Teesta water sharing issue with Bangladesh: Modi to send team to Sikkim for dams inspection

The Indian government has decided to send a team of hydrology experts this month to Sikkim for inspecting eight dams built on the Teesta river.

The river originates in the Indian state.

The move comes shortly after Indian Prime Minister Narendra Modi assured Bangladesh Prime Minister Sheikh Hasina of finding an early solution to the Teesta water sharing issue.

The date of the team's visit would be finalised soon, highly-placed sources told The Daily Star last night. The experts would be accompanied by officials from the federal Indian and West Bengal governments.

The experts would have a first-hand survey of the dams and ascertain the availability of water during the current lean season. Later, the team would submit a report to the federal Indian government, the sources added.

A meeting was held between the Indian PM's Principal Secretary Nripendranath Mishra and West Bengal Home Secretary Malay Dey in New Delhi on April 6, a day before West Bengal Chief Minister Mamata Banerjee reached Delhi for talks with Modi and Hasina on the Teesta issue.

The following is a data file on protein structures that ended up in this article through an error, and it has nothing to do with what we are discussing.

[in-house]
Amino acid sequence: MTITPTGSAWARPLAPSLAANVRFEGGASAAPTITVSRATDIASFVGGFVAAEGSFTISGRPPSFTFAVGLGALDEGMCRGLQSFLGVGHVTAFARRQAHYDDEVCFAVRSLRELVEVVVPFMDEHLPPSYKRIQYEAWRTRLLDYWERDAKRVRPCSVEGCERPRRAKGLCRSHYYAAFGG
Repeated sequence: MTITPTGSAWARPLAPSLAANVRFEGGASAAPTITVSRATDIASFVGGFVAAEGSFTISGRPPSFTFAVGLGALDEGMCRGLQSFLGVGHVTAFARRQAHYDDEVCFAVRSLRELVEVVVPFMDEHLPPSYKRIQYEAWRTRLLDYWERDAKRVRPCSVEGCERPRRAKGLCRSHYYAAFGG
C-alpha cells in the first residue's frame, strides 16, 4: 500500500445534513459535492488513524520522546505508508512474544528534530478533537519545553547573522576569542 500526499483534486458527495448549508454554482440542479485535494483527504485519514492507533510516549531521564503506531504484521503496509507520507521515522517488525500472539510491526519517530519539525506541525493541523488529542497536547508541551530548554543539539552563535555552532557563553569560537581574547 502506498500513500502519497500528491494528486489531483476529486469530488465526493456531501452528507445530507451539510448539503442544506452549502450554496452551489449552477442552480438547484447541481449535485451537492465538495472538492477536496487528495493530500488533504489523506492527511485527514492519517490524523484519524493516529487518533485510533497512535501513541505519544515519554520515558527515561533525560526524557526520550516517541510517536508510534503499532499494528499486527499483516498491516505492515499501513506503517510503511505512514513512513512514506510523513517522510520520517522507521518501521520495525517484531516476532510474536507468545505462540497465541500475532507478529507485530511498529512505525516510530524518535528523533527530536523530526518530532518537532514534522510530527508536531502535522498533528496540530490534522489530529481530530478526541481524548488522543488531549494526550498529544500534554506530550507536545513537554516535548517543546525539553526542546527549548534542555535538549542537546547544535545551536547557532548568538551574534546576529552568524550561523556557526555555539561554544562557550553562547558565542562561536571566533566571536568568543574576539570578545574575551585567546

After talks, Mamata told the media that she had conveyed to the two PMs that due to withdrawal of Teesta water for power generation in upstream Sikkim, the availability of water in the river in West Bengal has gone down, posing a challenge to irrigation, drinking water and power generation in her state.

Sources said if enhanced water flow could be ensured and water level normalised in the West Bengal part of the Teesta, the Mamata government may be willing to consider the treaty with Bangladesh.

The experts' team would find out how much water was being used in that state for power generation and the water level at a given point of time in the dams and would explore ways to reform the dams in a bid to rationalise the use of water for generating electricity, the sources said.

At a joint news conference with Hasina at the Hyderabad House on April 8, Modi had said that his government and the Hasina dispensation in Bangladesh “can and will find a solution to the Teesta issue.”

For her part, Hasina, on the final day of her four-day visit to India on Monday, had said that if Teesta treaty was signed, it would transform relations between India and Bangladesh.


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